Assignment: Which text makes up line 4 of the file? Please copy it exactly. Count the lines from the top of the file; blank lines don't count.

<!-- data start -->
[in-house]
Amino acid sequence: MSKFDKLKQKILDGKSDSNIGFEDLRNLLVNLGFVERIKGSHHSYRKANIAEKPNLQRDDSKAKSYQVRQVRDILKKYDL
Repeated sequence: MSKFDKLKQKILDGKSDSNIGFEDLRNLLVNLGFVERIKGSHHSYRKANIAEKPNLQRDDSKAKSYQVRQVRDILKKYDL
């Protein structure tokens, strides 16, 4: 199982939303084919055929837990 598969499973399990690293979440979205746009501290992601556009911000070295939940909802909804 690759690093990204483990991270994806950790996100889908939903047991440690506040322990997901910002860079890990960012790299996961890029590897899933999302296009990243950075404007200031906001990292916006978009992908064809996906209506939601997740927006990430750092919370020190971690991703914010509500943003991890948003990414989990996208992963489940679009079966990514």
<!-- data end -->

């Protein structure tokens, strides 16, 4: 199982939303084919055929837990 598969499973399990690293979440979205746009501290992601556009911000070295939940909802909804 690759690093990204483990991270994806950790996100889908939903047991440690506040322990997901910002860079890990960012790299996961890029590897899933999302296009990243950075404007200031906001990292916006978009992908064809996906209506939601997740927006990430750092919370020190971690991703914010509500943003991890948003990414989990996208992963489940679009079966990514």